Monday, March 22, 2010

Pads, Ears, Weak Stomachs, and Tails

For 11 and a half years, I was blessed with a son called little Alex, a yellow Lab who was more human than canine. Bright, happy, and a quick learner, he expressed emotions beautifully. But there has to be a listening human on the receiving side, and when he needed one the most, she wasn’t there.

Throughout his life he never had a problem, so I didn’t worry much about him. But in April 2000 when he grew lethargic and could barely make it around the block, I learned he had a cancerous growth on his spleen. I still cannot discuss it or write about his final month without crying. I will just share with you that I should have seen in his warm, brown, forgiving eyes something was wrong, but I was not conscious.

For my daughter’s Christmas present in December 2003, a friend and I bought Shiloh, our yellow Lab—a gift to whom we keep giving. Maybe we just unwrapped him too soon: Shiloh has been a problem child and very costly. People need to understand prior to adopting animals, each is different, and yours may be the one that moves retirement from age 60 to age 80.

Shiloh is like a mustang, rambunctious and always creating work for me. Before he turned five, he mellowed a bit and I actually started to like him. Shortly after our relationship improved, though, tragedy came.* I nursed him slowly back to health and have done my best to accept the inevitable challenges Shiloh presents.

Cut pads. Even after he healed, Shiloh’s pads still bore deep cuts. Following our daily hikes, I wash his feet in warm water with baby shampoo.** Once dry, I occasionally rub Palmer’s Cocoa Butter in the cracks and find he heals within a couple days. Palmer’s works on almost anything [].

Ear infections. For more than a year, Shiloh’s ears produced volumes of black cerumen, so I thought he had mites. He’d scratch himself bloody many times, even though I thought I’d sufficiently cleaned his ears the day before.

As with any health problem, I headed to my reference closet and pulled out Home Remedies. I tried warm almond oil, vitamin E oil, olive oil, mineral oil, and 10W30, all blended with garlic, then gently massaged it into his ears. VoilĂ ! After daily applications for two weeks, it didn’t work. So I looked toward harvesting yellow dock to brew some ear tea.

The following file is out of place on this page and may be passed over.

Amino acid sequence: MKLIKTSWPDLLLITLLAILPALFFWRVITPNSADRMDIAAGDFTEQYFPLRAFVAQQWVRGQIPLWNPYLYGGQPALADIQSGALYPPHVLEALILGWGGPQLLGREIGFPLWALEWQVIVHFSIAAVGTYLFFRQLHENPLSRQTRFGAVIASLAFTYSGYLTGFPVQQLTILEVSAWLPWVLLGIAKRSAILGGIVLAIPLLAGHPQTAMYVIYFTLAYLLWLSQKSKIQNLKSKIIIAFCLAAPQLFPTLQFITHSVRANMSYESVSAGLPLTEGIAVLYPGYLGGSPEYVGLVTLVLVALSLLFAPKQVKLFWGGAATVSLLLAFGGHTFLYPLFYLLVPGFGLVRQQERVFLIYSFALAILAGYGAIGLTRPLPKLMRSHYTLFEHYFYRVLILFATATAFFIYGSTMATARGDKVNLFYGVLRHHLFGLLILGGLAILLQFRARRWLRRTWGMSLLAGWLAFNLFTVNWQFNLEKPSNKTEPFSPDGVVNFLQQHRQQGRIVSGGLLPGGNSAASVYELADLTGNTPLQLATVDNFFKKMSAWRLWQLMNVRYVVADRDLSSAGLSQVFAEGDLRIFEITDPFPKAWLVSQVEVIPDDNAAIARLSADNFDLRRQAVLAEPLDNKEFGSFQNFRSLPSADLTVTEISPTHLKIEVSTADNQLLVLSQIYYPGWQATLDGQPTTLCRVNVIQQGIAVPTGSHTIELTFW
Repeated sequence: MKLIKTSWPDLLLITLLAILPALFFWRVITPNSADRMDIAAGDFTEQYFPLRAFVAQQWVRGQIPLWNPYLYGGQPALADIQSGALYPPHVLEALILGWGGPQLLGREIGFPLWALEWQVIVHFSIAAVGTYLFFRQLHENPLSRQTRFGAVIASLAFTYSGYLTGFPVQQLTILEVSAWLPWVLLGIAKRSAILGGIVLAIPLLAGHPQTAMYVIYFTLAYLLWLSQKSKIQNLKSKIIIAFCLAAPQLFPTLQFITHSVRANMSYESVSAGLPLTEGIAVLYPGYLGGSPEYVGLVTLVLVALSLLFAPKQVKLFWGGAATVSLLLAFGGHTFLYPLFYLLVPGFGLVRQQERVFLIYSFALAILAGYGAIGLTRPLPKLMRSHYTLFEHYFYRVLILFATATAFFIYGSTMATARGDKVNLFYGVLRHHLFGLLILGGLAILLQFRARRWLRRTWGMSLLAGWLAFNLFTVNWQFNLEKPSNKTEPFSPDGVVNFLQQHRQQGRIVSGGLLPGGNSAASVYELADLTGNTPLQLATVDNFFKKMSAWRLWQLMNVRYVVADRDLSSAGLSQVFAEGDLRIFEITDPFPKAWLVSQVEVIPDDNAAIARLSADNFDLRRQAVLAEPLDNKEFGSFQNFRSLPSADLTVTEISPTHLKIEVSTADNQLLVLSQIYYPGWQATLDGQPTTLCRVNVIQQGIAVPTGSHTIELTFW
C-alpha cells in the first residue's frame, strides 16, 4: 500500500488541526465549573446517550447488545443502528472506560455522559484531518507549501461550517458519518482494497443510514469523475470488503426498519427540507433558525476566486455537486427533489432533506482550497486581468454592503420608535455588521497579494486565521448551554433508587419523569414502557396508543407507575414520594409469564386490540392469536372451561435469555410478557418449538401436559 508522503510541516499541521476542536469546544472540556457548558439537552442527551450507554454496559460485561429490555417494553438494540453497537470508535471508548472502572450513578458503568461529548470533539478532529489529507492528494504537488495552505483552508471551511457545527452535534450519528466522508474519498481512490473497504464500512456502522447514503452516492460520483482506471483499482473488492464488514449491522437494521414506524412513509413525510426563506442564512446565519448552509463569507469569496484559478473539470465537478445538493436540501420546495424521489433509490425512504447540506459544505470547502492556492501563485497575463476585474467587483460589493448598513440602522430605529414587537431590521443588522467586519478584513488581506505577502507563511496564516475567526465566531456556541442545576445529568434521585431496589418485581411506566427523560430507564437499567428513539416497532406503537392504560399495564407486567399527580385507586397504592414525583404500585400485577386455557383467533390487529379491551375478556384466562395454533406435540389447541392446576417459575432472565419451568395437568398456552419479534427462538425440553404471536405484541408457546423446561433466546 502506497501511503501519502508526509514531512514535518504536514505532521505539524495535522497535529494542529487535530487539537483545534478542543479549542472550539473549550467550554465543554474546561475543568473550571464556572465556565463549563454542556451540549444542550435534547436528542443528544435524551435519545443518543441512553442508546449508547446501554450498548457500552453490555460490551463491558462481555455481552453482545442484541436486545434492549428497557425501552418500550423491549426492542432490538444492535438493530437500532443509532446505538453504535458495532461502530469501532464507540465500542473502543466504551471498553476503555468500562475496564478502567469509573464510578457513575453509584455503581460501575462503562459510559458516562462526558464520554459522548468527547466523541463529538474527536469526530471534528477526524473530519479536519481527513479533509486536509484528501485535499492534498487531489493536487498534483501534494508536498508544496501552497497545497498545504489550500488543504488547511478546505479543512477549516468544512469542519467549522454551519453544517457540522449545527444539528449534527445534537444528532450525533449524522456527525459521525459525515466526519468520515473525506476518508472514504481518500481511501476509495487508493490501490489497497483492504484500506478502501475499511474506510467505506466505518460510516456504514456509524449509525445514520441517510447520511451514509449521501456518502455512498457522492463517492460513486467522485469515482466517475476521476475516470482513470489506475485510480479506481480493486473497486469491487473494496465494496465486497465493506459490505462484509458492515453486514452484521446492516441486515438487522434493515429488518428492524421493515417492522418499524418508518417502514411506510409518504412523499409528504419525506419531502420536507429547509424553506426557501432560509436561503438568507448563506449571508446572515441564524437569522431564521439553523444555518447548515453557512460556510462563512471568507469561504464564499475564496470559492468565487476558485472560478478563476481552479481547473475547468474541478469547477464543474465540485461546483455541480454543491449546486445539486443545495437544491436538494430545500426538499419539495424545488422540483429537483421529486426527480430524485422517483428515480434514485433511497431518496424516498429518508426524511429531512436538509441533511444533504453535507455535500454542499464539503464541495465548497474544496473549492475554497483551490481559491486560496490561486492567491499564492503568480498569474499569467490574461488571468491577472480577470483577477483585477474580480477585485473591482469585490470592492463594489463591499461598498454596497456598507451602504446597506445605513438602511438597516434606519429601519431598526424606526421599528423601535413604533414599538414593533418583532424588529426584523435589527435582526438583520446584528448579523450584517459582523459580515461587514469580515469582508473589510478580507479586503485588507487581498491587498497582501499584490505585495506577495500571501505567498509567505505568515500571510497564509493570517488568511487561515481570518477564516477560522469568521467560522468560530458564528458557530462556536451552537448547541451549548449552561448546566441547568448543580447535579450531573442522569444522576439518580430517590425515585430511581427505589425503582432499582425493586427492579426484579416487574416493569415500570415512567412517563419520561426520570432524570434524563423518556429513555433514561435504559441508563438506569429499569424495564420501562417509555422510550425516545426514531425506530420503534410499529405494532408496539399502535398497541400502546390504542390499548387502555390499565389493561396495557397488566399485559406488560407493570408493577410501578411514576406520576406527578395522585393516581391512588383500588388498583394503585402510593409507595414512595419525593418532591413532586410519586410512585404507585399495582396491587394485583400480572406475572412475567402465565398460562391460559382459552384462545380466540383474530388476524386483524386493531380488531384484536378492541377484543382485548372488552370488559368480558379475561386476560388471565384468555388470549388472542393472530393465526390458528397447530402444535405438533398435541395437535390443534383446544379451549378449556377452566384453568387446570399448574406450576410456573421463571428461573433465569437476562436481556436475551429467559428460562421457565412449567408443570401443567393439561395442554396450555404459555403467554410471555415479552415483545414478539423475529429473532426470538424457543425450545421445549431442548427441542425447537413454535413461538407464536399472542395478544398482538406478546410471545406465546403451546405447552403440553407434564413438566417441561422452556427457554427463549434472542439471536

Finally I discussed the matter with my friend who owned a veterinary hospital, and she said, “I have not seen one case of mites in this area (Colorado). If he has ear problems, it’s either a bacterial or yeast (fungal) infection. You’ll be able to tell by the smell.”

Armed with that knowledge, I grabbed my trusty, big French nose and stuck it into the dog’s ear. Sure enough, I never wanted to eat bread again and ascertained he could have a food allergy related to wheat or corn.

I traveled on the Net and continued my research. After trying several concoctions, here is my solution: 50–50 hydrogen peroxide and vinegar (clear or apple cider), sometimes with a tinch of isopropyl alcohol to wick away moisture.

Absorb a bit on small pieces of cotton, warmed if you’re nice, and gently massage it into poopy-doo’s ears for half a minute. Toss the old, and take two new mini cotton pieces and lovingly dig out the dirt. I also use cotton swabs under bright light with great care to thoroughly extricate each black morsel. (Bet this is making you hungry. And our next topic…)

Vomiting. I have always had a weak stomach, yet one continual problem is Shiloh’s vomiting. No matter what I feed him, he vomits at least weekly. His diet has consisted of:
• raw ground beef or muscle meat (also cooked, raw beef bones give him diarrhea)
• infrequent raw chicken backs
• frequent chicken soup with organs, veggies, and herbs
• ground alfalfa and kelp (2–3 t.)
• salmon, cod-liver, or other fish oil
• vegetables, such as carrots, lettuce, celery, broccoli
• extra vitamins C and E
• good-quality dog food
• homemade yogurt (2 T.)
• infrequent apple cider vinegar, more might help with the ear problem

For those who believe cereal-type dog food is bad and dogs should only receive raw food, I come close to that goal.*** And I don’t give him foods that dogs don’t tolerate.

His exercise schedule doesn’t follow too closely to food consumption, though his regurgitation sometimes follows drinking water after a hike. The jury’s still out on this problem, and he’s promised to cut back on deer droppings.

Before Shiloh’s time on earth is over, I believe he will save someone’s life just to make up for all the trouble.

No, wait, he already has. He brought home two kittens—that I have to take care of. Oh well, when I leave for five minutes he acts as if I’ve been gone all day. I mean really, what guy does that?

* See
** See
*** Schultze, Kymythy R., Natural Nutrition for Dogs and Cats, 1998.

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